“What can I tell you about Senator Obama?” she asked.
I keep up on the candidates. Or at least I try to, anyway. But when put on the spot, it took me a few moments to collect my thoughts… My brain ran down the list. “Edwards, he’s the poverty guy,” my brain told me. “Richardson’s the guy with all the foreign policy experience and the good sense of humor. Hillary just plain scares me. Kucinich is the leprechaun who smiles a lot an agrees with everyone about everything. Dodd dated Princess Leia and hangs out with Paul Simon… Obama — he’s the composed guy who seems to know what’s going on but never really says anything.” Ah, yes. Obama. One of the “Big Three” in my book (along with Richardson and Edwards).
I tried to think of an intelligent question about Mr. Obama to ask the young lady, but I really couldn’t think of anything specific. “Well,” I said, “the things that are most important to me right now are poverty, Iraq, the environment and how we treat veterans, and I know Edwards pretty much has the poverty thing figured out. What does Obama have to offer?”
I forget what the nice lady said, exactly, but it was something predictable, like “The Senator is against poverty.” (Name me someone other than the current administration that’s FOR poverty.) But she continued to tell me how Obama had worked in the bad part of Chicago helping people in dire circumstances. Cool. Okay.
She went on to explain, in fair detail, what Mr. Obama’s positions were on the things important to me. We talked for a considerable time, actually, and by the time she left I was fairly impressed with the lady. She knew a lot about Obama, but wasn’t afraid to say, “I’m not sure about that issue, to be honest. I’m going to have to go ask some questions,” and she wasn’t afraid to give the other candidates kudos where they were deserved. She never bashed a rival candidate, and conducted herself very professionally. I learned a lot about Mr. Obama, though I already knew pretty much what his stance on the issues were…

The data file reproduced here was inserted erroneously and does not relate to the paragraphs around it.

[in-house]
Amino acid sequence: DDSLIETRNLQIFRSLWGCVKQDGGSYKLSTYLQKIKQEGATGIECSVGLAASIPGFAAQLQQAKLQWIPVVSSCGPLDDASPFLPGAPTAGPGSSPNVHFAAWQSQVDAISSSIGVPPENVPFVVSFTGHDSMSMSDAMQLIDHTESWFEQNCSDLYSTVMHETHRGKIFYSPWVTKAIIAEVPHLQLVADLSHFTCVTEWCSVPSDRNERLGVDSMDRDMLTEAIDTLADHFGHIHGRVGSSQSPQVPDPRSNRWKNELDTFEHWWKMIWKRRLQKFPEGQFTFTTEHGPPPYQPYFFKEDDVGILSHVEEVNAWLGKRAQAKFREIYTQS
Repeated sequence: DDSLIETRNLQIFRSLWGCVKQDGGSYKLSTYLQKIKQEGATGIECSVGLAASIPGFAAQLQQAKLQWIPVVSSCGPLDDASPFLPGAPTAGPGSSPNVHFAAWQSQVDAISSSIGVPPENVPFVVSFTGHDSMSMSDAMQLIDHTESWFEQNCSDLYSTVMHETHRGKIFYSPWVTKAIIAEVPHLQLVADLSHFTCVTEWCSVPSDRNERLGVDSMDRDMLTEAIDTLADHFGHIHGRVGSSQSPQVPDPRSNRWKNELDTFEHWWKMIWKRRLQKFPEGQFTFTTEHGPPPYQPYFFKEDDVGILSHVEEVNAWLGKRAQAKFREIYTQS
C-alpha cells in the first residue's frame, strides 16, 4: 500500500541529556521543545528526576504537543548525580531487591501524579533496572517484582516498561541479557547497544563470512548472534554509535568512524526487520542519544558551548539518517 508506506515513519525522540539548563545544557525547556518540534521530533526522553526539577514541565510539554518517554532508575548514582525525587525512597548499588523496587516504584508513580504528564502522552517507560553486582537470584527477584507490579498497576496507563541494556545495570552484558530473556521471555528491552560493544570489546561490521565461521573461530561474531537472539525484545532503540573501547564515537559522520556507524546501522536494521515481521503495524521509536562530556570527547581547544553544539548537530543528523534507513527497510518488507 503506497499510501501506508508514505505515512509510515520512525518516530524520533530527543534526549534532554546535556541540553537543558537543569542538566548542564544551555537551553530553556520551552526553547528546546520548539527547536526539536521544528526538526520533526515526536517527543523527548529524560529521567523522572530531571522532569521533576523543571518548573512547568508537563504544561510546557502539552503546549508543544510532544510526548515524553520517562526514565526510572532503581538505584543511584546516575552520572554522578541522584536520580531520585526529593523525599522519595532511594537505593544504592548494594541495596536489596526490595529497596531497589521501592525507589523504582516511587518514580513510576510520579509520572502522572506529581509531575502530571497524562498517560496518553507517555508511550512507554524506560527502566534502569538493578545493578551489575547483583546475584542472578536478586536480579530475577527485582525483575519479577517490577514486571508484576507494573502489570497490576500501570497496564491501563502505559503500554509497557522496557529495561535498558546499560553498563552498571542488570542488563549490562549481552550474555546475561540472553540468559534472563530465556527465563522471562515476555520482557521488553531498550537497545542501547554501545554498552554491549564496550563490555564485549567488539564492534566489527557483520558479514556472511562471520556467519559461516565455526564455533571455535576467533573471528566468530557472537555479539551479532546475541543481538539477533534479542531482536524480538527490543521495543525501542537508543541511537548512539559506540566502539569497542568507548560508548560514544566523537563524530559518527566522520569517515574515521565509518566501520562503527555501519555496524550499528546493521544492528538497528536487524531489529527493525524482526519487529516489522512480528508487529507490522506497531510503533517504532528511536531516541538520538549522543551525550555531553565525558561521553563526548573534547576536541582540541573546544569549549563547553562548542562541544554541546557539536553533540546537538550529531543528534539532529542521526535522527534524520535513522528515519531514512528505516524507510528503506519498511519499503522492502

But by the end of the conversation I’d managed to get something else straight in my mind that had been buzzing around for a while…
Many of the candidates have nearly identical platforms. What I really want to know is: How are you going to see your changes made on a local level? How are you going to get your programs and ideas past the bureaucracy and governmental inertia to a point where it benefits me? There are at least four candidates that I could vote for with a good conscience. But who is going to make a difference? Which one can cut through the clutter to actually make changes?
This question is relevant no matter what party or candidate you’re backing. We need to ask this question. It’s not good enough for a candidate to say, “I back alternative energy, and I think we need to lessen our dependence on foreign oil.” Everyone says that. How are you going to DO that? And I don’t mean the specifics of your plan (“I think we need to look at hydrogen,” or whatever), I mean how are you going to get your plan instigated in my neighborhood? Are you going to take control over certain aspects of local government? Or the reverse — are you going to cut red tape and get the federal government out of the way of the local governments? Are you going to use incentives?
In short, how are you going to get city hall to listen to you?